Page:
By Raghav Kaushik at Nov 22, 2009
1. At a public talk someone asks you, "okay, I understand what you reject, but I wonder what you are for? What institutions do you want that you think will be better than what we have, for the economy, polity, gender, race, ecology, or whatever you think is central to have vision for?
I am for institutions that incorporate core values that I believe in. I believe the values espoused as part of the parecon movement, namely equality, solidarity, classlessness and diversity plus an additional value sustainability (no, we cannot dismiss it as self-evident) qualify as desirable values to attain. How would such institutions look? We have to try out and see, but the parecon ideas such as balanced job complexes are great starting points into institutionalizing some of these values.
2. Next, someone at the same event asks, "Why do you do what you do? That is, you are speaking to us, and I know you write, and maybe you organize, but why do you do it? What do you think it accomplishes? What is your goal for your coming year, or for your next ten years?
Pure selfishness - I do what I do since it enriches my life to be part of a progressive movement. My goal at this point in life is to figure out how my time is to be balanced between activism and other needs such as making a living. I don't set goals for 10 years so cannot answer that part of the question.
3. You are at home and you get an email that says a new organization is trying to form, internationally, federating national chapters, etc. It asks you to join the effort. Can you imagine plausible conditions under which you would say, yes, I will give my energies to making it happen along with the rest of you who are already involved? If so, what are those conditions? Or - do you think instead that regardless of the content of the agenda and make up of the participants, the idea can't be worthy, now,or perhaps ever. If so, why?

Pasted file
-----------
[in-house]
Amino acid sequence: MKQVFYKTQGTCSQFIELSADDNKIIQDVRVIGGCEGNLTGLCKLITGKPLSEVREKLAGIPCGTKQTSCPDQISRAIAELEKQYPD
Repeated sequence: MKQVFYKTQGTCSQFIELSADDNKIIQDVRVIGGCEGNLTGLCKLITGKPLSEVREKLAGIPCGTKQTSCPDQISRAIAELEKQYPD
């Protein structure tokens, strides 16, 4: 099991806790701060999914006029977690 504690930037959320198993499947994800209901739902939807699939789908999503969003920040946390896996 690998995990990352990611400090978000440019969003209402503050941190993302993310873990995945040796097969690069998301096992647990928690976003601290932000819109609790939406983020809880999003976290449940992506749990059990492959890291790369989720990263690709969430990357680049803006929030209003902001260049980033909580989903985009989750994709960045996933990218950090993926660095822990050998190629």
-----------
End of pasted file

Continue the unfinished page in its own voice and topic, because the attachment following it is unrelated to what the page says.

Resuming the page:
Depends on the people who are in the organization. To me that is important. If people I admire and respect greatly are in the organization, I would join it (needless to say it would follow that the organization shared my values). I would certainly not dismiss the idea without understanding its content.
4. Do you think efforts to organize movements, projects, and our own organizations should embody the seeds of the future in the present? If not, why? If yes, can you say what, very roughly, you think some of the implications would be for an organization you would favor?
Yes, our efforts should embody the seeds of the future in the present. For instance, organizations must try not to have class divisions - balanced job complexes are a concrete alternative here.
5. Why did you answer this interview? Why do you think others did not answer it?
I saw many sustainers sharing their thoughts on these questions and felt that I would like to pitch in also. For others, it all depends on how they feel their time is best utilized.